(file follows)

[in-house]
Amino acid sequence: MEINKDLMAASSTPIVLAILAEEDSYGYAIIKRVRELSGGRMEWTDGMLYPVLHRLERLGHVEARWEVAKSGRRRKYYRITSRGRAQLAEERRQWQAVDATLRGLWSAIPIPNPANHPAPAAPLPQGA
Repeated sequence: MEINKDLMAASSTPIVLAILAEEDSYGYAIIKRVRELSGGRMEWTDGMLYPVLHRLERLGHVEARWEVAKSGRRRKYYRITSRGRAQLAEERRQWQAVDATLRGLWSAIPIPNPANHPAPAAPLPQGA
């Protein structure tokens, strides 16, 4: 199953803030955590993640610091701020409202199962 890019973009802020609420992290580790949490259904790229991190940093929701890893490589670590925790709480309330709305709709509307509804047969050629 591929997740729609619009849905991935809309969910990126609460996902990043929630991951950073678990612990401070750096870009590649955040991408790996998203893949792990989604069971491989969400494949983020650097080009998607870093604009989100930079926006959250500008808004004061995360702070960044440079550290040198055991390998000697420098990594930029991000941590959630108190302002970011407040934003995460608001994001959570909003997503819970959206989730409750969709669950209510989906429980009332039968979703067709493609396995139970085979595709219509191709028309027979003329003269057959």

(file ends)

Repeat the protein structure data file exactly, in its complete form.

[in-house]
Amino acid sequence: MEINKDLMAASSTPIVLAILAEEDSYGYAIIKRVRELSGGRMEWTDGMLYPVLHRLERLGHVEARWEVAKSGRRRKYYRITSRGRAQLAEERRQWQAVDATLRGLWSAIPIPNPANHPAPAAPLPQGA
Repeated sequence: MEINKDLMAASSTPIVLAILAEEDSYGYAIIKRVRELSGGRMEWTDGMLYPVLHRLERLGHVEARWEVAKSGRRRKYYRITSRGRAQLAEERRQWQAVDATLRGLWSAIPIPNPANHPAPAAPLPQGA
């Protein structure tokens, strides 16, 4: 199953803030955590993640610091701020409202199962 890019973009802020609420992290580790949490259904790229991190940093929701890893490589670590925790709480309330709305709709509307509804047969050629 591929997740729609619009849905991935809309969910990126609460996902990043929630991951950073678990612990401070750096870009590649955040991408790996998203893949792990989604069971491989969400494949983020650097080009998607870093604009989100930079926006959250500008808004004061995360702070960044440079550290040198055991390998000697420098990594930029991000941590959630108190302002970011407040934003995460608001994001959570909003997503819970959206989730409750969709669950209510989906429980009332039968979703067709493609396995139970085979595709219509191709028309027979003329003269057959």